Still ahead of schedule, the Synod Assembly pressed forward into the final plenary session of the day after a delicious snack break sponsored by the Mission Investment Fund.
This session began with an introduction to the Mission Spending Plan, which was received without discussion at this time although it is substantially different from previous years.
This was followed by the voting for elected positions of synod leadership. Results will be announced at the plenary session tomorrow morning.
REPORT OF SYNOD COUNCIL
Dr. John White, Vice President of the Synod Council, stepped to the lectern for the next report. Assessing that in the cosmic order, the work of the council is adiaphora, he nonetheless reported joy in the work that is important for abundant life of the church here on earth.
LOOKING BACK, LOOKING FORWARD
After taking time for a bit of recognition, acknowledging ordination milestones of rostered leaders in the synod and congregational anniversaries (including New Jerusalem Lutheran Church in Lovettsville, VA—celebrating 250 years of ministry!) we continue to look forward and explore how we can continue to move into the future together.
Mark Knauff of Thrivent Financial spoke briefly about how we can become better stewards of the gifts given to us by God to better serve our neighbors and live generously in the world.
In a welcome and timely adjustment to the agenda, the Rev. Karen Brau spoke next about what it means to be the church together in these days, in this place. She reminded us that “business as usual” is not ok for the church in the midst of these days. In the wake of the heinous acts committed against our black brothers and sisters in Charleston, South Carolina and in other places across our country, we are called to respond not with silence but with boldness. Pr. Brau spoke frankly and openly about the intersection of racism and the church. She spoke about the fear surrounding our conversations about racism. But she also inspired a hope in the assembly that this does not have to be the end of story, and she reminded us that the cross of Christ frees us from this reality. As we sang together the gospel hymn, “Whom shall I Fear?” you could sense the energy in the ballroom.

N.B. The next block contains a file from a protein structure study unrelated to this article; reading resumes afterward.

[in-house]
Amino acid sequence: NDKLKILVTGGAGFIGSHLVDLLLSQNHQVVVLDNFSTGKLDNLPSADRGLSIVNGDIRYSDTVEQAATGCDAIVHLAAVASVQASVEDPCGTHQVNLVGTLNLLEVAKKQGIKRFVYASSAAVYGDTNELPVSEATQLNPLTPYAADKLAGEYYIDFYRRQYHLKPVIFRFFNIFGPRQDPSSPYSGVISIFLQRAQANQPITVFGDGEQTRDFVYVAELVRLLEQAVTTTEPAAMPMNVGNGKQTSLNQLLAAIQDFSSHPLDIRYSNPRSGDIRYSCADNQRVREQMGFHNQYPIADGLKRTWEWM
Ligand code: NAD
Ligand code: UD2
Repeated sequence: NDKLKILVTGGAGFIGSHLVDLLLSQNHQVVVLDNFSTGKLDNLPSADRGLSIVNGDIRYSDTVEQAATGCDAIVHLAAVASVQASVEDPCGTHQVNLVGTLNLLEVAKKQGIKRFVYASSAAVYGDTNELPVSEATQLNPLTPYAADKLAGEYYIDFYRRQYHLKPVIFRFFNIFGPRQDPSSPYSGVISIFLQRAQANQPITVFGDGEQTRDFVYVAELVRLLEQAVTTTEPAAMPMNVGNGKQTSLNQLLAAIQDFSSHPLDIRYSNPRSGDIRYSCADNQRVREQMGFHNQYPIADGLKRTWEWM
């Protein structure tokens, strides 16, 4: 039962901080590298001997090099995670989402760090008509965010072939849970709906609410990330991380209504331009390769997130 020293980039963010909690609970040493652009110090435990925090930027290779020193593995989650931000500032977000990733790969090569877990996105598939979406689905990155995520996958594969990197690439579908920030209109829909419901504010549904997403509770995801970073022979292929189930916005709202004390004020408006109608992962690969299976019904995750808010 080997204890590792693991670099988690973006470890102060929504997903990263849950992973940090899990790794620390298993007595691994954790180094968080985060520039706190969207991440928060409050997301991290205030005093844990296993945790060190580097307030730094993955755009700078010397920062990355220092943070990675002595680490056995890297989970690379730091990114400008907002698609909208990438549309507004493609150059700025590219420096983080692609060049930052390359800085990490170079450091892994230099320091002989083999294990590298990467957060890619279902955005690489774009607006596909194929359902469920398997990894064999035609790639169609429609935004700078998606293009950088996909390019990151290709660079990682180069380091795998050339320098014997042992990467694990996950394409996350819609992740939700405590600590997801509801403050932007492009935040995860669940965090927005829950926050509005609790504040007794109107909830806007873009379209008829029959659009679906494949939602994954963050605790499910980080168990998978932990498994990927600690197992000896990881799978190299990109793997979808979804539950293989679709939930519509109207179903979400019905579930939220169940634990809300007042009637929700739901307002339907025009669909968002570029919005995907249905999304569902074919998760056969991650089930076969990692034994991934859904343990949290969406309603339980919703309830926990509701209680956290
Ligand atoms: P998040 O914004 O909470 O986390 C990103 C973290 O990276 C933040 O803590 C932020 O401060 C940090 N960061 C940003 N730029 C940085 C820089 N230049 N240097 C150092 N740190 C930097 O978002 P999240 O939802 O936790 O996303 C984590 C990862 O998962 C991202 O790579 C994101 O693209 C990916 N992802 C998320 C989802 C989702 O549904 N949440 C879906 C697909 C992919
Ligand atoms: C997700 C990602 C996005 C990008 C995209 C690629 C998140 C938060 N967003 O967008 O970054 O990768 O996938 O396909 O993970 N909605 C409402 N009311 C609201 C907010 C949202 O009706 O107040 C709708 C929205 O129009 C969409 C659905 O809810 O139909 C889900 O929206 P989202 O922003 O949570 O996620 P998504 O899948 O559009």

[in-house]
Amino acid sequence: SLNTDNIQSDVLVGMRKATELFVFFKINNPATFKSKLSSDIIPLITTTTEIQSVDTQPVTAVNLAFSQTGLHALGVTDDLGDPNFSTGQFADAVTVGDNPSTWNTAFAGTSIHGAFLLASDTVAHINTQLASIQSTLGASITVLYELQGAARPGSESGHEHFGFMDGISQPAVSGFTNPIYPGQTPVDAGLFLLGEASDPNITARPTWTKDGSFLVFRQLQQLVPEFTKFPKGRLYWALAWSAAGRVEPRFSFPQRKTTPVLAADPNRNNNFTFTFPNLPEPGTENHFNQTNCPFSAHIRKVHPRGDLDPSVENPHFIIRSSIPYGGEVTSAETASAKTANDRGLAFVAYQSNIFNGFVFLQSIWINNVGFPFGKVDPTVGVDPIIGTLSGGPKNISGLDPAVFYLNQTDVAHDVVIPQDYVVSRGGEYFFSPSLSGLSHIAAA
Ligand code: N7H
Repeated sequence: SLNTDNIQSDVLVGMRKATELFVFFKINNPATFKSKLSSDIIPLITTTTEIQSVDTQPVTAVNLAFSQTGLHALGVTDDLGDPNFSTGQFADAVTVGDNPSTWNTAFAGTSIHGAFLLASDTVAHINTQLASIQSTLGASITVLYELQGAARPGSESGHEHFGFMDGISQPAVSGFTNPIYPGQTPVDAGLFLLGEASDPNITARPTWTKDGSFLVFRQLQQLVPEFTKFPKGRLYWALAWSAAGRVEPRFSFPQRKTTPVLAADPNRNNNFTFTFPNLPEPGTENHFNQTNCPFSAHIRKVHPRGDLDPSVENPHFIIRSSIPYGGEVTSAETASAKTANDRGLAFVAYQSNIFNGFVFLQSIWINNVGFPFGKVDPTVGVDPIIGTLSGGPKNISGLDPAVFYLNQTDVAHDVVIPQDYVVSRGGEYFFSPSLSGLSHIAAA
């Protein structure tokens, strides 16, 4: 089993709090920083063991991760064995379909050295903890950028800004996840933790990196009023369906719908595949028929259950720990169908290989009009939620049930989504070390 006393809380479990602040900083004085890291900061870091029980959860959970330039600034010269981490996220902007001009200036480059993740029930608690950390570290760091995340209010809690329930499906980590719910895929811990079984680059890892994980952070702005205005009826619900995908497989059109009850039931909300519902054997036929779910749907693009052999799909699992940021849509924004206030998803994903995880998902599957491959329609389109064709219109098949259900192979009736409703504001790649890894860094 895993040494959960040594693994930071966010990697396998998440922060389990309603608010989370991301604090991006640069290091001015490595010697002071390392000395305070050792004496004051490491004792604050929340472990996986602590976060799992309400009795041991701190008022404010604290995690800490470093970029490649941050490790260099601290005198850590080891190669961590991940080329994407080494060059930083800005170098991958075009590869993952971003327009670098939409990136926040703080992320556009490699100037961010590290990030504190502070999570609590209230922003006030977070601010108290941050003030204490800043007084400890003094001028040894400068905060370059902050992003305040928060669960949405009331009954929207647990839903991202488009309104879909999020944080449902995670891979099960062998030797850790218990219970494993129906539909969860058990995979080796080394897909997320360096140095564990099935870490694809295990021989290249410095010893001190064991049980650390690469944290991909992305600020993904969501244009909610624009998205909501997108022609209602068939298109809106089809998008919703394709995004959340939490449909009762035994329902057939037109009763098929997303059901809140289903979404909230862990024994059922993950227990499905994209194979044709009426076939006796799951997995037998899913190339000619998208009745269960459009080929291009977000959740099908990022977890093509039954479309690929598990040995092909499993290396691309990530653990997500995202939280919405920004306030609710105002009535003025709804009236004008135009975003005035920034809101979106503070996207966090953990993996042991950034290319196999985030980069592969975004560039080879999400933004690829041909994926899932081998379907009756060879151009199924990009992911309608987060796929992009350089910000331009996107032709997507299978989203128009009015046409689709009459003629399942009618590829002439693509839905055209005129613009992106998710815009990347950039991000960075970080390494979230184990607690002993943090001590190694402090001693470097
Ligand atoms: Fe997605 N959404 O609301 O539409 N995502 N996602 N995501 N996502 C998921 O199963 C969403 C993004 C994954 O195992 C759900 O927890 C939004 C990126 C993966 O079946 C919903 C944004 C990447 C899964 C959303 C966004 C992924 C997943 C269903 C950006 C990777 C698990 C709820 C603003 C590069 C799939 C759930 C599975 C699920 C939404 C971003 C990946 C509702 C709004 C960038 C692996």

This blogger is reminded of Romans 8:22, “we know that the whole creation has been groaning in labor pains until now,” and hopes that this groaning will lead to even more action in this synod and across the church to combat racism and support our sisters and brothers of color.
STAY WITH WHOM OUR PEACE RESTS
Director for Evangelical Mission and an Assistant to the Bishop of our synod, the Rev. Phil Hirsch, gave the next report, speaking first briefly about stewardship and then pivoting to the importance of new and fresh ideas across all aspects of our ministry.
Together in Mission (TIM), an annual, synod-wide event, was lifted up as a great way to hear about new ideas that people are trying in our congregations and elsewhere in the church and world. Pr. Hirsch also encouraged the assembly to look for people who are “leaning into you” as a way to share the gospel and message of Jesus Christ. The biblical example he gave was Luke 10:6-7, where Jesus instructs his disciples to stay with whom our peace rests.
Finally, Pr. Hirsch talked about the plan start new missions in the synod. The hoped for number is about seven, but he reminded the assembly that we could need to attempt 21 to end up with seven. Pr. Hirsch described 4 strategies for making these new missions successful: 1) Churches starting churches, 2) Restarts/renewals, 3) New Starts from Scratch, and 4) Missional Communities. He expressed hope and excitement for these new missions and the potential they have for sharing the good news of Jesus Christ with more and more people.